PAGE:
• Diegetic Interface: FEAR 2 projects the HUD onto Becket's Cool Shades. The HUD as such goes missing in one occasion where they're removed, and getting hit by attacks with an EMP effect shorts it out temporarily.
  • Disc-One Nuke: You can obtain the Penetrator in an early level in the first game, where it'll two-shot pretty much anything short of a Heavy Armor unit.
  • Double Entendre: The final level of Project Origin is called "Climax." Guess what Alma does in that level. Even better, the Interval that level is a part of is named "Union".
  • Double Standard: Rape, Female on Male:
    • The end of F.E.A.R. 2 averts this trope massively.
    • And FEAR 3 confirms it. Beckett's response to being raped by Alma is confused hatred and rage, with Becket demanding that the Point Man kill the unborn child.
  • Downer Ending: Paxton Fettel's ending in F.E.A.R. 3 certainly qualifies.
  • Downloadable Content: F.E.A.R. 2: Reborn.
  • Drop the Hammer: A few of the cultists wield hammers.
  • Dummied Out: This video features some cut dialogue from the Replica soldiers in the first game that indicates originally, the Armacham executive they were looking to capture was actually Harlan Wade. In the final product, it was changed to Norton Mapes.
  • Easter Egg:
    • Near the end of the original, checking out an area behind a flaming gas leak the player never actually has to deal with to finish the level leads to not only one of the final health boosters in the game, but a room with a radio playing a news report ("Five car pile-up on Maritropa route five when a completely chromed motorcycle entered traffic, apparently blinding several motorists") and then the theme song from Shogo: Mobile Armor Division.
    • There's a bit in Project Origin where you fight from a school stage that was interrupted mid-play. You can hide behind a cardboard donkey, and the Armacham soldiers will immediately say "The ass! He's behind the ass!"
    • Extraction Point has one in the Hospital level. Shooting a ventilation grate on the wall of an exam room opens up a back wall that leads to Norton Mapes doing a strange little jig. Mostly loved by players because it lets them finally shoot the bastard.
  • Elaborate Underground Base: Both of the first two games have these, but the one in F.E.A.R. 2 is so huge that it encompasses a whole hospital and you spend nearly a third of the game's levels just getting to the surface. There's even a ridiculously huge underground train network.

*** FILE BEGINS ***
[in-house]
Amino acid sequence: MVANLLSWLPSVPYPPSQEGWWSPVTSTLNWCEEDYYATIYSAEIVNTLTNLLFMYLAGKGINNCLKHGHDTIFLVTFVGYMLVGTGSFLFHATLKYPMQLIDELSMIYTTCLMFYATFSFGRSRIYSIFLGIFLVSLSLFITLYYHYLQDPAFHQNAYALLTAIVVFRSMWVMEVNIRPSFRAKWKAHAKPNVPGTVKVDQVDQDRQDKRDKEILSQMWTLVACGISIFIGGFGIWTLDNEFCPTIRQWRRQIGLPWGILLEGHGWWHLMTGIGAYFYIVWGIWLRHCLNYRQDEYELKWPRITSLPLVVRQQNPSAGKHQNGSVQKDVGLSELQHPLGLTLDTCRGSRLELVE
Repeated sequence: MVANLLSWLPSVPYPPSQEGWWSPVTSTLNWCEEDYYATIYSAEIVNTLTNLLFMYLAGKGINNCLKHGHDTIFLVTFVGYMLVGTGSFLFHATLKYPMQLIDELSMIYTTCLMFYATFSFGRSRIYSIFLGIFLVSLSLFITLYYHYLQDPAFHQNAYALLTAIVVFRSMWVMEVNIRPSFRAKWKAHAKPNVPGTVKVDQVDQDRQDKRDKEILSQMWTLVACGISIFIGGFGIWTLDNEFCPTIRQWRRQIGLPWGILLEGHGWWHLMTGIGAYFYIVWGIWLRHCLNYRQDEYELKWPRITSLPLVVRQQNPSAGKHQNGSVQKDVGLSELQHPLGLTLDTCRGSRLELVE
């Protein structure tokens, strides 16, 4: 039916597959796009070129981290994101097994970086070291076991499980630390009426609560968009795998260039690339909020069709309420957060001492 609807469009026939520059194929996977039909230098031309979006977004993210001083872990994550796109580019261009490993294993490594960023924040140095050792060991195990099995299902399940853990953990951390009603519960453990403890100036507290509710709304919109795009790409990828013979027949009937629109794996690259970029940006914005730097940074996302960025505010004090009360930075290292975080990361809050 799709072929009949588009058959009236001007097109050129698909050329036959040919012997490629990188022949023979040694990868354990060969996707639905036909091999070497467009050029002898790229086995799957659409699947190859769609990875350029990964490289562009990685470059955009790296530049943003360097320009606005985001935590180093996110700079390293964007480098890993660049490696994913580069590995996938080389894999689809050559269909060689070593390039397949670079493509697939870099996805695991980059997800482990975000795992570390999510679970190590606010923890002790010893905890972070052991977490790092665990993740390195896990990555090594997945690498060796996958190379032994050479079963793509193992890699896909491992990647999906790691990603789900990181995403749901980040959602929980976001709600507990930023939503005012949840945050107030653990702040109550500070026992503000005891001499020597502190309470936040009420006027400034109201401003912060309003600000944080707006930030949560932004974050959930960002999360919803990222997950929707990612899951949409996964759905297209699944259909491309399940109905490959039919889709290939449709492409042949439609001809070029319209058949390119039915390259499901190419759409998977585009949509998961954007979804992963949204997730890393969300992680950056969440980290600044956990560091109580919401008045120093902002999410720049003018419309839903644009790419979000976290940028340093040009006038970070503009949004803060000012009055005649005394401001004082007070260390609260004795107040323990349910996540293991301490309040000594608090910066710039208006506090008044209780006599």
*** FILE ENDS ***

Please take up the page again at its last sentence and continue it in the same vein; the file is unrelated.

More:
• Elite Mooks:
    • The first game have Replica Elites, who are tough enough to (barely) survive a One-Hit Kill shot from the plasma sniper or a frag grenade, and who sometimes carry the MP-50 autocannon.
    • Replica Elites in the second game wear bulky heavy armor than lets them soak more than twice as much damage as regular Replica soldiers, without impeding their speed or mobility.
    • The Replica in general become these in F.E.A.R. 3 for ATC. Generally, most squads from Interval 05 and onward will have a mixture of both lighter ATC mercenaries and heavily-armored Replica troops who are far tougher and stronger.
    • You also have the very elite Phase Casters. These guys have Deflector Shields, a nasty laser weapon, and the ability to summon endless waves of regular Mooks unless you take them out quickly. On top of that, there's the Phase Commanders, who carry F.E.A.R. 3's jacked-up Penetrator and like to taunt you throughout the levels leading up to fights with them.
  • The End of the World as We Know It:
    • The endings of the first two games. F.E.A.R. ends with Fairport devastated by a nuclear explosion and Alma stowing away on the Point Man's evac chopper. Project Origin ends with Alma pregnant with Becket's child with the implication that the child is a strong psychic already, and she isn't even born yet.